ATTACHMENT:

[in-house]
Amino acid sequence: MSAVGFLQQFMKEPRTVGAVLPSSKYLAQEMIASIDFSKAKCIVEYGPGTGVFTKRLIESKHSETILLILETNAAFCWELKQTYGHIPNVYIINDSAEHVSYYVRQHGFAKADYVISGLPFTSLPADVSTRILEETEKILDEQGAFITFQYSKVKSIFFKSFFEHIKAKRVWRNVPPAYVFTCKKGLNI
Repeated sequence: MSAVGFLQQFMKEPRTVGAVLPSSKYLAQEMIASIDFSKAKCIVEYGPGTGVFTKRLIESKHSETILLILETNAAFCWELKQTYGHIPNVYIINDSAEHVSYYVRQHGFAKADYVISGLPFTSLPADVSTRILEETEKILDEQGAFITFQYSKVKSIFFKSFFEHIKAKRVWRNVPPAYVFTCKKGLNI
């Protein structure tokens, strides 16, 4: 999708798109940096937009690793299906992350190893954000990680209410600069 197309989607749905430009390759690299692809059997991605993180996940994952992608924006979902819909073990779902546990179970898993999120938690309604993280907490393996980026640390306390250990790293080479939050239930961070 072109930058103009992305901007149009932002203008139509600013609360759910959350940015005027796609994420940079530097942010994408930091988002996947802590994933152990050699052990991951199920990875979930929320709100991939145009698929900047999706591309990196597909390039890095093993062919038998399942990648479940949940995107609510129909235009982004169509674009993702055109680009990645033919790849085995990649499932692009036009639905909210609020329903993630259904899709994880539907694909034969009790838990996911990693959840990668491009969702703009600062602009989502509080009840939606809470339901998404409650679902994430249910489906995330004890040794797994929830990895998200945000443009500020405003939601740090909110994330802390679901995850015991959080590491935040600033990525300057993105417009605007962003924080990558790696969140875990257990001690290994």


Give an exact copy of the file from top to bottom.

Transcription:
[in-house]
Amino acid sequence: MSAVGFLQQFMKEPRTVGAVLPSSKYLAQEMIASIDFSKAKCIVEYGPGTGVFTKRLIESKHSETILLILETNAAFCWELKQTYGHIPNVYIINDSAEHVSYYVRQHGFAKADYVISGLPFTSLPADVSTRILEETEKILDEQGAFITFQYSKVKSIFFKSFFEHIKAKRVWRNVPPAYVFTCKKGLNI
Repeated sequence: MSAVGFLQQFMKEPRTVGAVLPSSKYLAQEMIASIDFSKAKCIVEYGPGTGVFTKRLIESKHSETILLILETNAAFCWELKQTYGHIPNVYIINDSAEHVSYYVRQHGFAKADYVISGLPFTSLPADVSTRILEETEKILDEQGAFITFQYSKVKSIFFKSFFEHIKAKRVWRNVPPAYVFTCKKGLNI
């Protein structure tokens, strides 16, 4: 999708798109940096937009690793299906992350190893954000990680209410600069 197309989607749905430009390759690299692809059997991605993180996940994952992608924006979902819909073990779902546990179970898993999120938690309604993280907490393996980026640390306390250990790293080479939050239930961070 072109930058103009992305901007149009932002203008139509600013609360759910959350940015005027796609994420940079530097942010994408930091988002996947802590994933152990050699052990991951199920990875979930929320709100991939145009698929900047999706591309990196597909390039890095093993062919038998399942990648479940949940995107609510129909235009982004169509674009993702055109680009990645033919790849085995990649499932692009036009639905909210609020329903993630259904899709994880539907694909034969009790838990996911990693959840990668491009969702703009600062602009989502509080009840939606809470339901998404409650679902994430249910489906995330004890040794797994929830990895998200945000443009500020405003939601740090909110994330802390679901995850015991959080590491935040600033990525300057993105417009605007962003924080990558790696969140875990257990001690290994």